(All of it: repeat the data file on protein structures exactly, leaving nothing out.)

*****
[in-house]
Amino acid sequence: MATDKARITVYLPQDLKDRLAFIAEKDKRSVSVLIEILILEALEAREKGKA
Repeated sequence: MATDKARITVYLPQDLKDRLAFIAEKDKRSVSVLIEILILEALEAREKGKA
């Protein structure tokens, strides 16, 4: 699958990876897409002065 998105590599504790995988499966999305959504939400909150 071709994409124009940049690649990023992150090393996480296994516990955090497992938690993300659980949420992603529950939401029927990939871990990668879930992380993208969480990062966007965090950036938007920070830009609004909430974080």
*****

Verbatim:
[in-house]
Amino acid sequence: MATDKARITVYLPQDLKDRLAFIAEKDKRSVSVLIEILILEALEAREKGKA
Repeated sequence: MATDKARITVYLPQDLKDRLAFIAEKDKRSVSVLIEILILEALEAREKGKA
């Protein structure tokens, strides 16, 4: 699958990876897409002065 998105590599504790995988499966999305959504939400909150 071709994409124009940049690649990023992150090393996480296994516990955090497992938690993300659980949420992603529950939401029927990939871990990668879930992380993208969480990062966007965090950036938007920070830009609004909430974080």